You speak for the right-thinking people in this country – all of us – but let’s put the blame where it lies. With these self-serving, EU-loving, arrogant Remainer politicians, who are acting as though we Brexiteers don’t know what they are about.

      Thank you for your comments, always well-informed. Let’s hope that soon we can celebrate the rise of our country after ridding ourselves of the EU shackles.

  7. Steve
    Posted August 4, 2018 at 6:18 am | Permalink

    None of this surprises me. While on one hand government policy is never to negotiate with terrorists, on the other they seem hell bent on ‘negotiating’ with a pariah state which threatens us almost on a weekly basis.

    There can only be one explanation; May and her cohorts in the politically biased civil service intend to damage this country as much as possible before we leave.

    The sneaky woman went behind our backs with Merkel just before chequers, now she’s pulling the same stunt at Macron’s place.

    Normally such visits would not be alarming, but the concern here is that; a) she’s a remainer, b) she has a record of giving away our resources and sovereignty, c) her tactic is to commit treacherous acts perfectly timed to ensure she doesn’t get stopped in her tracks, d) she’s french and so is Macron.

    I do not trust this woman at all, she’s sly, sneaky, a serious security risk, and above all anti-english.

    I note a press photo showing her and hubby having a casual stroll through a french town, just as though they were locals.

    Perhaps she would care to do the same in Hull or Sunderland ? Some how I don’t see her making it back to the car unscathed.

    Begging the notion:

    “oh no Mr Macron, I couldn’t possibly walk the streets of a town in my own country, they’d lynch me ! ”

    Theresa May – the remainer’s choice, and the traitor no one has the balls to remove from publicly funded office.

    • Anonymous
      Posted August 4, 2018 at 9:01 am | Permalink

      Well actually, government does negotiate with terrorists. It pardons them and then agrees to chase its own troops into their graves.

      It invites unvetted terrorists into its own home, calls them something nice and calming, like The Pink Helmets.

      It caves in totally on stopping and searching terrorists, on the grounds that its racist, then makes it impossible to send them to prison – crime explodes, suprise suprise.

      And now government’s on its knees in a French Chateaux.

      Could Corbyn REALLY be any worse ? At least he was up front about it.

    • Hope
      Posted August 4, 2018 at 9:22 am | Permalink

      You are spot on. Her underhand sneaky behaviour is not a one off. She is now toxic with the public. She need to be ousted. If the Tory party let her run again, there would be an outcry and the Party would be toast. JR and colleagues need the moral fortitude to act.

      May is never going to leave the EU, just like Cameron before her. May stated in her Mansion House capitulation that she would not resort to WTO terms.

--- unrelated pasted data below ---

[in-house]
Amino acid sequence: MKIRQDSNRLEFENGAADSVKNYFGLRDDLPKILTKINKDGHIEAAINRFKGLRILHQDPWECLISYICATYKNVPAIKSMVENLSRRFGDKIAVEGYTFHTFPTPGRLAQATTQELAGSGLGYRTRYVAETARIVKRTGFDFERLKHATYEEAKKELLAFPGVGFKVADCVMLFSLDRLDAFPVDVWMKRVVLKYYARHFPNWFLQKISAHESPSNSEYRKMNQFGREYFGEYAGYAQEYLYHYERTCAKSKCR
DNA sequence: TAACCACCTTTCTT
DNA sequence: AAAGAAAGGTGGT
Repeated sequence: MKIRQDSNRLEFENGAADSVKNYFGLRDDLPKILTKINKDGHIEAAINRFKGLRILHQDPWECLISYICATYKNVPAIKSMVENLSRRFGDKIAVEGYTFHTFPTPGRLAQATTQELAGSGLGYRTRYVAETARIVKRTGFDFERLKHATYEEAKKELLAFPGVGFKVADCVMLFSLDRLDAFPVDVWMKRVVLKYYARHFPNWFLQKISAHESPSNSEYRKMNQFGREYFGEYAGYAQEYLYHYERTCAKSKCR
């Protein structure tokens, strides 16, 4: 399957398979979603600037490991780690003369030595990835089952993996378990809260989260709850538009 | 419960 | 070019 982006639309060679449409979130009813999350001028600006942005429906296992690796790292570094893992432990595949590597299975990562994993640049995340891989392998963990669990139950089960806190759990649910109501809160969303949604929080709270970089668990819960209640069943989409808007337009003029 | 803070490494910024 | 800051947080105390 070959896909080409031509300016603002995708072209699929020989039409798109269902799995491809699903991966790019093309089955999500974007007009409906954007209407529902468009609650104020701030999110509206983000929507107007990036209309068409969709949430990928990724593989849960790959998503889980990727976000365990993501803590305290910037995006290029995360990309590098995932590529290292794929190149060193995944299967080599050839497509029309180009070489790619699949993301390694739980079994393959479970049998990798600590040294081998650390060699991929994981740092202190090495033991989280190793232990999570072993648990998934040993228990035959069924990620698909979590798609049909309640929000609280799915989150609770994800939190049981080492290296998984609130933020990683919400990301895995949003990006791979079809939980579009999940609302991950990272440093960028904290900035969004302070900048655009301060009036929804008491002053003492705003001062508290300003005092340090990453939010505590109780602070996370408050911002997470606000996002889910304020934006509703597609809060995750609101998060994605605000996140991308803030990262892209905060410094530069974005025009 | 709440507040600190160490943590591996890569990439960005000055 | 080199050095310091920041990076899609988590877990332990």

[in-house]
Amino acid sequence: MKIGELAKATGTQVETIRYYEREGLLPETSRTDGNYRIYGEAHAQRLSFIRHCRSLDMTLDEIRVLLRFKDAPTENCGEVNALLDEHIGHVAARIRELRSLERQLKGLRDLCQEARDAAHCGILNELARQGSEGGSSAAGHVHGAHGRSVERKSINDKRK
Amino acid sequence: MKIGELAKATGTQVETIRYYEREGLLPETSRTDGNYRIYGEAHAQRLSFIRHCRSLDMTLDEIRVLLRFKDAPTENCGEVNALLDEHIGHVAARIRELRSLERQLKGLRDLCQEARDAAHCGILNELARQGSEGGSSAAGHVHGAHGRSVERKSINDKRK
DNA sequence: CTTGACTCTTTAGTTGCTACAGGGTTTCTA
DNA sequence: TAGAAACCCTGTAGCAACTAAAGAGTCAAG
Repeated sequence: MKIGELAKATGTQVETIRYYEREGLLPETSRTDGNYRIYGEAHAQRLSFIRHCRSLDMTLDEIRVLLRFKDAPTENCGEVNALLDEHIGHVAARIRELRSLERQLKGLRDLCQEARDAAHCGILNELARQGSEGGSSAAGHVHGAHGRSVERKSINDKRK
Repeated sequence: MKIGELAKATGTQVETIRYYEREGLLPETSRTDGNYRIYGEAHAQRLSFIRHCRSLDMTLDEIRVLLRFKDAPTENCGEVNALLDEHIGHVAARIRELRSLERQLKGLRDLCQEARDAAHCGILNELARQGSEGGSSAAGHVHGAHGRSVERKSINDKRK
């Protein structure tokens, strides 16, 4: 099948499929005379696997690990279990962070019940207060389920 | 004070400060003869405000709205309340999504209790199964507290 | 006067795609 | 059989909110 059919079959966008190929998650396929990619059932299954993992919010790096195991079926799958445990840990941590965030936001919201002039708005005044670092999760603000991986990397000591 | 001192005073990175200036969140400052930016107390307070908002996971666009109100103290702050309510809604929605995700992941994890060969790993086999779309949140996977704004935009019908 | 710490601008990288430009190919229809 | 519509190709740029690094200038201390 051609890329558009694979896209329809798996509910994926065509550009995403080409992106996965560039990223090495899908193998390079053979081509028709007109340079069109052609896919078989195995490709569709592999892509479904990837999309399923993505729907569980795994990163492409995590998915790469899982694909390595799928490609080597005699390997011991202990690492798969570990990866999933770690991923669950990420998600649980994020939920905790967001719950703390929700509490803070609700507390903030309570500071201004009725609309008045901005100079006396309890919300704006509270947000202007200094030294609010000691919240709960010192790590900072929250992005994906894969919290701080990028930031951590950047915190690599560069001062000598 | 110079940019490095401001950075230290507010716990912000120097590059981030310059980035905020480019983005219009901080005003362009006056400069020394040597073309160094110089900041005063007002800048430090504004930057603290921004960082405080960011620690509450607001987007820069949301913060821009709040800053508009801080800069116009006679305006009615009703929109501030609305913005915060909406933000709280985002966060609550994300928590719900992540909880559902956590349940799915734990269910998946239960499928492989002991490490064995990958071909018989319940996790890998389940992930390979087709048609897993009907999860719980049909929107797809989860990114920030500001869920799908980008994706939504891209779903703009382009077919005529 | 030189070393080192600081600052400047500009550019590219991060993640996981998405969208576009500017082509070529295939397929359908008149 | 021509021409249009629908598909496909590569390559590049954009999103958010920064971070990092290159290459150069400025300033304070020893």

May recently gave the EU another £330 million for the Turkey EU immigration problem, she gave Macron another £40 million for Calais. The EDF £3.75 billion on top of £14 billion overseas aid! She then wants to tax us for elderly care. She loves taxing us, penalizing us at every turn but gives away a fortune of our money for nothing in return.

    • bigneil
      Posted August 4, 2018 at 10:59 am | Permalink

      She is desperately wanting a seat in Brussels for her treachery. She hasn’t worked out that they will just demand more, which she will give and then they will say that she is not to be at their top table. England will have been destroyed, financially and culturally, GEUrmany will have their revenge for losing two wars. The EU should be applauded for actually not bursting out laughing at the way they are winning.

    • zorro
      Posted August 4, 2018 at 5:33 pm | Permalink

      I hope that Tory MPs when on their deathbeds shrink with shame at the fact that they did not act decisively for the good of their country. Beneath contempt. Why do they exist? What is it all for?


  8. Peter VAN LEEUWEN
    Posted August 4, 2018 at 6:21 am | Permalink

    There is of course a difference with Canada. Canada doesn’t try to break up the EU or sow division. Canada supposedly wouldn’t walk away from its contractual obligations to thousands of contractors (large part of the 39bn).
    We’re supposed to believe that the UK is united in its way of leaving the EU. Why did it take years to even come to some sort of government position. An utterly divided government held ransom by a DUP. The UK redibility is not very high these days.

    • Edward2
      Posted August 4, 2018 at 8:30 am | Permalink

      Ridiculous Peter
      We the people of the UK have voted to leave.
      We are not trying to break up the EU or “sow division”
      There is no legal contractual obligation to pay any money to leave.
      The House of Lords have already confirmed that.

      • Peter VAN LEEUWEN
        Posted August 4, 2018 at 10:17 pm | Permalink

        @The unelected House of Lords has nothing close to the staus and authority of an international court. It is a (possibly quite biase) national construction.

        • Edward2